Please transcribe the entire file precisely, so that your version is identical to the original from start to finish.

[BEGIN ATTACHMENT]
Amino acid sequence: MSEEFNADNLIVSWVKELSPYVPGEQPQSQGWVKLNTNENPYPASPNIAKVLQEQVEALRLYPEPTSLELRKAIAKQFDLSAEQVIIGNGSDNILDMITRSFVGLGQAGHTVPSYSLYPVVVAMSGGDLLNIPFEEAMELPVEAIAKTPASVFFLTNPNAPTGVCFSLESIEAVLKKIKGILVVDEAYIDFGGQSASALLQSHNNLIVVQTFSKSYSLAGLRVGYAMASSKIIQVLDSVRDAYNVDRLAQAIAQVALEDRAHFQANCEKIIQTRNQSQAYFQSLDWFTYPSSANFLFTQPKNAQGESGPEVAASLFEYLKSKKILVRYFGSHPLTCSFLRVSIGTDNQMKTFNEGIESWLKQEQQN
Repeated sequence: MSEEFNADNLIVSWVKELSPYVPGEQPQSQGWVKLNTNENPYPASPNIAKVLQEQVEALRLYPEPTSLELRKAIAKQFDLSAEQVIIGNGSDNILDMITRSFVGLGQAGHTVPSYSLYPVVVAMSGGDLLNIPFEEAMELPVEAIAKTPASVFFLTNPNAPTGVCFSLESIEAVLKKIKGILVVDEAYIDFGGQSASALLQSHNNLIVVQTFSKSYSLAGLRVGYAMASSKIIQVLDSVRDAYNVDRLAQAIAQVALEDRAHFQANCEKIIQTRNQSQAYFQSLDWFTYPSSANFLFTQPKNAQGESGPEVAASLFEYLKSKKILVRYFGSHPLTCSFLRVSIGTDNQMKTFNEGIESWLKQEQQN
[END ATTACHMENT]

Amino acid sequence: MSEEFNADNLIVSWVKELSPYVPGEQPQSQGWVKLNTNENPYPASPNIAKVLQEQVEALRLYPEPTSLELRKAIAKQFDLSAEQVIIGNGSDNILDMITRSFVGLGQAGHTVPSYSLYPVVVAMSGGDLLNIPFEEAMELPVEAIAKTPASVFFLTNPNAPTGVCFSLESIEAVLKKIKGILVVDEAYIDFGGQSASALLQSHNNLIVVQTFSKSYSLAGLRVGYAMASSKIIQVLDSVRDAYNVDRLAQAIAQVALEDRAHFQANCEKIIQTRNQSQAYFQSLDWFTYPSSANFLFTQPKNAQGESGPEVAASLFEYLKSKKILVRYFGSHPLTCSFLRVSIGTDNQMKTFNEGIESWLKQEQQN
Repeated sequence: MSEEFNADNLIVSWVKELSPYVPGEQPQSQGWVKLNTNENPYPASPNIAKVLQEQVEALRLYPEPTSLELRKAIAKQFDLSAEQVIIGNGSDNILDMITRSFVGLGQAGHTVPSYSLYPVVVAMSGGDLLNIPFEEAMELPVEAIAKTPASVFFLTNPNAPTGVCFSLESIEAVLKKIKGILVVDEAYIDFGGQSASALLQSHNNLIVVQTFSKSYSLAGLRVGYAMASSKIIQVLDSVRDAYNVDRLAQAIAQVALEDRAHFQANCEKIIQTRNQSQAYFQSLDWFTYPSSANFLFTQPKNAQGESGPEVAASLFEYLKSKKILVRYFGSHPLTCSFLRVSIGTDNQMKTFNEGIESWLKQEQQN